Pancreatic Cancer

Support from family and friends

Support from family and friends can be crucial in coping with a serious illness. People said that family members had offered practical and emotional support at every stage of their illness (also see ‘Telling others about the illness’).
Peter (Interview 36), for example, recalled that at a point when he was too ill to make decisions his wife had helped him copy his CAT scans to send them off to America to get a second opinion about treatment options. Alison said that her husband had been ‘absolutely brilliant’. He had helped her to believe that she would recover. Ann emphasised that her husband had been ‘fantastic’ and had ‘even started to cook’. She pointed out that a long illness can be tough for the carer, husband or partner too and that their needs should not be forgotten. People’s grown-up children and parents had helped too. Many children, for example, had searched the internet for information about the latest treatments (see ‘Finding information’), and parents had helped with the care of younger children.
Davinder’s daughter was a great support throughout her illness. For example, she visited Davinder in intensive care' although Davinder was still unconscious she talked to her and told her that she was fine and that she was breathing well. Davinder was sure that these positive thoughts had registered in her own brain. She called this approach ‘neuro-linguistic programming’, an approach which uses attitude towards illness to effect change and to promote healing. She felt sure that her daughter’s actions had helped her to think positively, which in turn had helped her body.
People recalled how their friends and colleagues had helped too. They had helped with shopping, housework, and cooking. They had picked up young children from school and had driven people to hospital appointments. They had sent flowers and cards and had been willing to listen when they were needed. Vicky was glad to have friends who had had cancer themselves. She could phone some of them at any time to talk about her illness. Maureen’s friends supported her with their emails, prayers, pledges of love and reiki healing (see ‘Complementary therapies’). Ben said that family and friends had given him practical help and encouragement, including some in distant places who he had contacted through emails and Facebook.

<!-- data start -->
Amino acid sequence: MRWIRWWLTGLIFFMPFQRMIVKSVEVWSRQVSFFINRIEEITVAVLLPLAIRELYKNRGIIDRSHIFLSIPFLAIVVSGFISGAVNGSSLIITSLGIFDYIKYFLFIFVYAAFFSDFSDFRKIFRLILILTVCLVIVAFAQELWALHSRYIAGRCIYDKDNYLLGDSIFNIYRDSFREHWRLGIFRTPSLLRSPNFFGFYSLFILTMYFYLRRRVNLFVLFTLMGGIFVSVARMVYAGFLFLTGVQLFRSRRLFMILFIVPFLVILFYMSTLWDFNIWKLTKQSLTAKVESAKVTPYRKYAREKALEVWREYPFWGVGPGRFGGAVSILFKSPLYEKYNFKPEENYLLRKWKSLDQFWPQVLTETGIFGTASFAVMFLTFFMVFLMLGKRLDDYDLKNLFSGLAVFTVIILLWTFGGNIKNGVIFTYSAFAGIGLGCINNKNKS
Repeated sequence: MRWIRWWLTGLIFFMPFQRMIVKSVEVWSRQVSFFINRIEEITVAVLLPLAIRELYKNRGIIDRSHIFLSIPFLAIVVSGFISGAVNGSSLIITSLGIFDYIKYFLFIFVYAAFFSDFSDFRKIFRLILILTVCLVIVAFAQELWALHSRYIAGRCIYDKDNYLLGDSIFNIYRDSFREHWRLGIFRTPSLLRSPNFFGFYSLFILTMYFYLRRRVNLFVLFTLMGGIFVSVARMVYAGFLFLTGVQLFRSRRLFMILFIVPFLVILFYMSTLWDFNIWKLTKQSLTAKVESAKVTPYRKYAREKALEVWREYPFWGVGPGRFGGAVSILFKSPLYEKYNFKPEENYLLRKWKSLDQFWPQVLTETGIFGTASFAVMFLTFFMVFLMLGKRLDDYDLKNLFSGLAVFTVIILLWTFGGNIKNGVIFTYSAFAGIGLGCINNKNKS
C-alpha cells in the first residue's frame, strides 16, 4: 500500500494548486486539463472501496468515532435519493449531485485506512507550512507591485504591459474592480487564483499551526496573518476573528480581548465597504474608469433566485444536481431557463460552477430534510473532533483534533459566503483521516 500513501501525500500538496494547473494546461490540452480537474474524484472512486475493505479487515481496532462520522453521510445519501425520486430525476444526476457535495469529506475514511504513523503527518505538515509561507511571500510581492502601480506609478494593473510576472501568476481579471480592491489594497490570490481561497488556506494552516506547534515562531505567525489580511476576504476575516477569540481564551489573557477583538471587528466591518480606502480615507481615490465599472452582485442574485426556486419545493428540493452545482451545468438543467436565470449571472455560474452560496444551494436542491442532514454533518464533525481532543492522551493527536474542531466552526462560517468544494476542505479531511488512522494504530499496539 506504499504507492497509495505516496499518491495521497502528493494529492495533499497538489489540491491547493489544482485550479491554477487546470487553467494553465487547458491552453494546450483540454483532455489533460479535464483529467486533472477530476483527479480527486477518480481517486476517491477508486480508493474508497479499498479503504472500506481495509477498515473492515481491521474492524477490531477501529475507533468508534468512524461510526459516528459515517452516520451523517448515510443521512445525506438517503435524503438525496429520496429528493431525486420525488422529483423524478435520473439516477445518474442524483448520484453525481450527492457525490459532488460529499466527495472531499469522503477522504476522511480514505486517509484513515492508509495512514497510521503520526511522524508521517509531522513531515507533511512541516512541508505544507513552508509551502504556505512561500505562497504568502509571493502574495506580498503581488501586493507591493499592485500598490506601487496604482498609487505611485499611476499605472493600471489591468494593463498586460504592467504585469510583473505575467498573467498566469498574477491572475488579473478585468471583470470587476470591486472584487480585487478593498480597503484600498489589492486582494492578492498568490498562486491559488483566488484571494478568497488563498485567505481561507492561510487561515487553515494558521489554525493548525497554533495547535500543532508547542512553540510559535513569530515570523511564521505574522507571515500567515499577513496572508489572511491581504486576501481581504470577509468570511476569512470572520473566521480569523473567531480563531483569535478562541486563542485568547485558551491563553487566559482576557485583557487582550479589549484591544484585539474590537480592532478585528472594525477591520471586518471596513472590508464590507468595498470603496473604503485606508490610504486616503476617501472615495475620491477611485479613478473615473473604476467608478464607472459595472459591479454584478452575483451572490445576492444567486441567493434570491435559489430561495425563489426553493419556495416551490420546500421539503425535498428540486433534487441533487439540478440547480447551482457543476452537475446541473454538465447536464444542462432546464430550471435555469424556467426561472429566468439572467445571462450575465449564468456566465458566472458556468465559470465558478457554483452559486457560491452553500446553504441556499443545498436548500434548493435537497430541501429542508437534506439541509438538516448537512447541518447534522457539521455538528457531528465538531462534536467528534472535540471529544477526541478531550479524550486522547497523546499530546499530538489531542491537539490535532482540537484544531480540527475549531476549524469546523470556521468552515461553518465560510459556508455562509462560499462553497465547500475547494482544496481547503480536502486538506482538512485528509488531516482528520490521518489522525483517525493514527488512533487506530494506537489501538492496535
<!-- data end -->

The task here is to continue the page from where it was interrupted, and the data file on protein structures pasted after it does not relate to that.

Richard (Interview 22) felt that this was a difficult time for his three sons aged 16-23 and that they needed his support. He was grateful for the support of his children, his ex-wife and his many friends, reflecting that ‘one of the things that cancer brings out is the love and affection of others around you’.
William and David (Interview 30) stressed that it was important to ask for help when help was needed. When David’s wife Fiona was very ill he had needed help with their young children.
Accepting help may not come naturally to some people. John (Interview 21) said that when his wife was ill they found it quite hard to accept help from other people because he and his wife were used to being independent. Helen admitted that she was very proud and didn’t like asking anyone for help in the house. However, she was glad to know that help was available if she needed it. William suggested that some people ‘over-react’ and ‘over-support’, and Donna found that some people phoned too often. John suggested that people don’t want to talk about their illness all the time and sometimes want a ‘normal conversation’.
Some family members were better than others when it came to giving support. Some people said they couldn't talk to some family members about their illness because they were in denial, while they could talk to others. Some people realised that some of their friends found illness embarrassing and had avoided seeing them rather than having to deal with it (see ‘Telling others about the illness’). Others recalled that family members or friends had broken down when they heard the bad news and that it had been hard to cope with their negative or emotional reactions. In that situation people felt they had to support others at a time when they needed the support themselves.
Peter (Interview 13) had to cope with cancer without his wife’s support. He suggested that she found it hard to talk about illness partly because she was ill herself and partly because she feared the future. Peter was well supported by his children and by his friends. However, when he told members of his own family, such as his grandchildren, about his illness he felt he had to reassure them.

Although Peter’s (Interview 13) wife found it too painful to discuss the future with him, several people made it clear how important it was to have someone they could talk to openly about their worst fears and feelings. For Maureen this had been her husband, and a close friend who had died of breast cancer. Steve shared his fears with his wife but he also talked to good friends he had made through his church and to other ‘secular friends’ who worked as doctors. Steve could ‘unburden’ himself and ‘talk with people when necessary and laugh with people’. There was, he said, ‘a lot of black humour in my life sometimes.’ Ann felt she and her husband shouldn’t always have to be talking about illness, so she valued having friends she could talk about it to. That way it was easier to ‘joke and laugh and for life to just go on and have fun still’. 

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Last reviewed September 2018.


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